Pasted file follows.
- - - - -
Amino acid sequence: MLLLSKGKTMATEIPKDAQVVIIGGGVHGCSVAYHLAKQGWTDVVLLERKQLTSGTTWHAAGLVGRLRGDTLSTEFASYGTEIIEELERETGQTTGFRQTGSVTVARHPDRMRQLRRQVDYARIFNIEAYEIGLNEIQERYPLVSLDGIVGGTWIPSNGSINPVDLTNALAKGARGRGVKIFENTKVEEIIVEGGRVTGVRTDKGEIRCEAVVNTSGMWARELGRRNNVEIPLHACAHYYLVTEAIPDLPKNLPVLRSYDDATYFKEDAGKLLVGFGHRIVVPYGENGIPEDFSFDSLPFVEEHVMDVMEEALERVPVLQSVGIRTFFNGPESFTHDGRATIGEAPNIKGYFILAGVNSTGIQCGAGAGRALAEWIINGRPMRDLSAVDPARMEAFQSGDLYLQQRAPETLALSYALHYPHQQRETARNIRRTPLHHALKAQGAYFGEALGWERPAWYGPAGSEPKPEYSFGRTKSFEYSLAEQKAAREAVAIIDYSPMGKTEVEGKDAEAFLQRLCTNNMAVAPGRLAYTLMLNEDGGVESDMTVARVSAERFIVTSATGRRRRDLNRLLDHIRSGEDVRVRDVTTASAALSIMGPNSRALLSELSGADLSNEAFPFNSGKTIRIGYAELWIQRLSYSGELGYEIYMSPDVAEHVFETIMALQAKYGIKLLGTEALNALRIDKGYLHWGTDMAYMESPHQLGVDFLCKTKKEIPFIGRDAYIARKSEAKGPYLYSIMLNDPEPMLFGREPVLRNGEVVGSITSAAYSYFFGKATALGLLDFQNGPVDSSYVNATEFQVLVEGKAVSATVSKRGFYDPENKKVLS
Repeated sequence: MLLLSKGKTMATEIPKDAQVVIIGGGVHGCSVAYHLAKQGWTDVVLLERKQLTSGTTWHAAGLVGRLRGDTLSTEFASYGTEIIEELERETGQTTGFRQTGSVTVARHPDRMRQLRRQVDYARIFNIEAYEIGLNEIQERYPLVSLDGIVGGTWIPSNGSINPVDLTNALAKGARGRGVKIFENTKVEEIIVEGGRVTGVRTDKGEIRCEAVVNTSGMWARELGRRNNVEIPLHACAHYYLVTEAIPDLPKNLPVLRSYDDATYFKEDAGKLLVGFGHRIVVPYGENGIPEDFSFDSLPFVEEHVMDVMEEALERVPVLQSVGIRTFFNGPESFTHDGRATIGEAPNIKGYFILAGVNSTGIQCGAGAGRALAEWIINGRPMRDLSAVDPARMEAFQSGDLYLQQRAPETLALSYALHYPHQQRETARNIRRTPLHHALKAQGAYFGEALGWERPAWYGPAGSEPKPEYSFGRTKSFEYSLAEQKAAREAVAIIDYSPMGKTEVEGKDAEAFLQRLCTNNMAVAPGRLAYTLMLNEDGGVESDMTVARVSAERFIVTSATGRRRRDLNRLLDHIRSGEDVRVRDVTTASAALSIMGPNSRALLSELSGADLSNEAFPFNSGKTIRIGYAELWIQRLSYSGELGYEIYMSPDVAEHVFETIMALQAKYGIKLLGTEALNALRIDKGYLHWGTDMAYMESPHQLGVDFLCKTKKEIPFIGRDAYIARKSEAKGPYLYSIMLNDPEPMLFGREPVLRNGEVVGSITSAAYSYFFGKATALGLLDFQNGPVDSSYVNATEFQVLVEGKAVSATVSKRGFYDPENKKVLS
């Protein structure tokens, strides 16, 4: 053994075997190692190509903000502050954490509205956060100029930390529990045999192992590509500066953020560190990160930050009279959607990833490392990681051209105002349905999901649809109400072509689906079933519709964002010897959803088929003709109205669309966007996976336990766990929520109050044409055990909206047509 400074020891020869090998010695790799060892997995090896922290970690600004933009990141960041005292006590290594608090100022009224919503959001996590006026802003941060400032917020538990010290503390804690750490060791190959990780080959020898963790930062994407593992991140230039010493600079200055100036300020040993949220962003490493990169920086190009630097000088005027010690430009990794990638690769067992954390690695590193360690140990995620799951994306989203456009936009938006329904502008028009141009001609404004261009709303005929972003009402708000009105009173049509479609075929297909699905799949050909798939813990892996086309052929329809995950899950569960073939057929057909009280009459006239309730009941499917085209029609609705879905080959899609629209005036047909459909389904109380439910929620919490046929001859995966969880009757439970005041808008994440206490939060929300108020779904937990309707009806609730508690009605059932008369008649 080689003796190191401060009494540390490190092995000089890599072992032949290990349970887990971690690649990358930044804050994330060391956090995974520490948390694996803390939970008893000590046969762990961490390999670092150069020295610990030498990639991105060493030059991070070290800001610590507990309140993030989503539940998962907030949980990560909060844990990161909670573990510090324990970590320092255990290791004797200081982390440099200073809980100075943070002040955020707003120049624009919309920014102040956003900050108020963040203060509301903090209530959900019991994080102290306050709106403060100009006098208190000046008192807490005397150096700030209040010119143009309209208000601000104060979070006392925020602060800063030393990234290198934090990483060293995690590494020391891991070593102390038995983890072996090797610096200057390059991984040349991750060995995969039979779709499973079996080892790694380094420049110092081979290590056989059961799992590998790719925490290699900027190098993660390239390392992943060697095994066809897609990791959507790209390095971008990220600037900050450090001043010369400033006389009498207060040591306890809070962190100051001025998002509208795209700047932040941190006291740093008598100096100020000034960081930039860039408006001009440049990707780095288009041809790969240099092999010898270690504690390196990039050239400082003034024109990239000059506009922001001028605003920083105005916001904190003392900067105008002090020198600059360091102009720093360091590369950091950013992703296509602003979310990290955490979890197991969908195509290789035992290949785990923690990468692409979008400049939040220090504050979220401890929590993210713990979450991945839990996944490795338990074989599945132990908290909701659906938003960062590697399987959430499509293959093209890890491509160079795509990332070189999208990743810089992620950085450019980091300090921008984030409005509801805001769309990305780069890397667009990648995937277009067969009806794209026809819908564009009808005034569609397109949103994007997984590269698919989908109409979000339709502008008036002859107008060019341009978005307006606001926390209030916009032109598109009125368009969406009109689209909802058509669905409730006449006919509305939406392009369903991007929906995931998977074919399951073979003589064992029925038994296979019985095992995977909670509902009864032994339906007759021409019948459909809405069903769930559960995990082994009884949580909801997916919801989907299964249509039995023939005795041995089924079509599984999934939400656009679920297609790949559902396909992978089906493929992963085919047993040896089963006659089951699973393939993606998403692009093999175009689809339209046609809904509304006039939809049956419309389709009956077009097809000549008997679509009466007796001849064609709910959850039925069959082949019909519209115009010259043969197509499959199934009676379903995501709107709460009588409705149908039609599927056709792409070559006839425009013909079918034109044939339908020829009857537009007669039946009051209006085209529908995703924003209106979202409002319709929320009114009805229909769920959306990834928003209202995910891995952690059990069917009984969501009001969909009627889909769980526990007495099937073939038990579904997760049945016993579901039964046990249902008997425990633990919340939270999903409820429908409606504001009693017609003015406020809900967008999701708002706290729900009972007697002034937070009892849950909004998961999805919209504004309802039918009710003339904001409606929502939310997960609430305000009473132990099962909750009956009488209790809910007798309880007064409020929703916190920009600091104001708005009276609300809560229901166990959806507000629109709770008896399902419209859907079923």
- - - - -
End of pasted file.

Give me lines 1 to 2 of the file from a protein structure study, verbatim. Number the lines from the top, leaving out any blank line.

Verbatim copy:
Amino acid sequence: MLLLSKGKTMATEIPKDAQVVIIGGGVHGCSVAYHLAKQGWTDVVLLERKQLTSGTTWHAAGLVGRLRGDTLSTEFASYGTEIIEELERETGQTTGFRQTGSVTVARHPDRMRQLRRQVDYARIFNIEAYEIGLNEIQERYPLVSLDGIVGGTWIPSNGSINPVDLTNALAKGARGRGVKIFENTKVEEIIVEGGRVTGVRTDKGEIRCEAVVNTSGMWARELGRRNNVEIPLHACAHYYLVTEAIPDLPKNLPVLRSYDDATYFKEDAGKLLVGFGHRIVVPYGENGIPEDFSFDSLPFVEEHVMDVMEEALERVPVLQSVGIRTFFNGPESFTHDGRATIGEAPNIKGYFILAGVNSTGIQCGAGAGRALAEWIINGRPMRDLSAVDPARMEAFQSGDLYLQQRAPETLALSYALHYPHQQRETARNIRRTPLHHALKAQGAYFGEALGWERPAWYGPAGSEPKPEYSFGRTKSFEYSLAEQKAAREAVAIIDYSPMGKTEVEGKDAEAFLQRLCTNNMAVAPGRLAYTLMLNEDGGVESDMTVARVSAERFIVTSATGRRRRDLNRLLDHIRSGEDVRVRDVTTASAALSIMGPNSRALLSELSGADLSNEAFPFNSGKTIRIGYAELWIQRLSYSGELGYEIYMSPDVAEHVFETIMALQAKYGIKLLGTEALNALRIDKGYLHWGTDMAYMESPHQLGVDFLCKTKKEIPFIGRDAYIARKSEAKGPYLYSIMLNDPEPMLFGREPVLRNGEVVGSITSAAYSYFFGKATALGLLDFQNGPVDSSYVNATEFQVLVEGKAVSATVSKRGFYDPENKKVLS
Repeated sequence: MLLLSKGKTMATEIPKDAQVVIIGGGVHGCSVAYHLAKQGWTDVVLLERKQLTSGTTWHAAGLVGRLRGDTLSTEFASYGTEIIEELERETGQTTGFRQTGSVTVARHPDRMRQLRRQVDYARIFNIEAYEIGLNEIQERYPLVSLDGIVGGTWIPSNGSINPVDLTNALAKGARGRGVKIFENTKVEEIIVEGGRVTGVRTDKGEIRCEAVVNTSGMWARELGRRNNVEIPLHACAHYYLVTEAIPDLPKNLPVLRSYDDATYFKEDAGKLLVGFGHRIVVPYGENGIPEDFSFDSLPFVEEHVMDVMEEALERVPVLQSVGIRTFFNGPESFTHDGRATIGEAPNIKGYFILAGVNSTGIQCGAGAGRALAEWIINGRPMRDLSAVDPARMEAFQSGDLYLQQRAPETLALSYALHYPHQQRETARNIRRTPLHHALKAQGAYFGEALGWERPAWYGPAGSEPKPEYSFGRTKSFEYSLAEQKAAREAVAIIDYSPMGKTEVEGKDAEAFLQRLCTNNMAVAPGRLAYTLMLNEDGGVESDMTVARVSAERFIVTSATGRRRRDLNRLLDHIRSGEDVRVRDVTTASAALSIMGPNSRALLSELSGADLSNEAFPFNSGKTIRIGYAELWIQRLSYSGELGYEIYMSPDVAEHVFETIMALQAKYGIKLLGTEALNALRIDKGYLHWGTDMAYMESPHQLGVDFLCKTKKEIPFIGRDAYIARKSEAKGPYLYSIMLNDPEPMLFGREPVLRNGEVVGSITSAAYSYFFGKATALGLLDFQNGPVDSSYVNATEFQVLVEGKAVSATVSKRGFYDPENKKVLS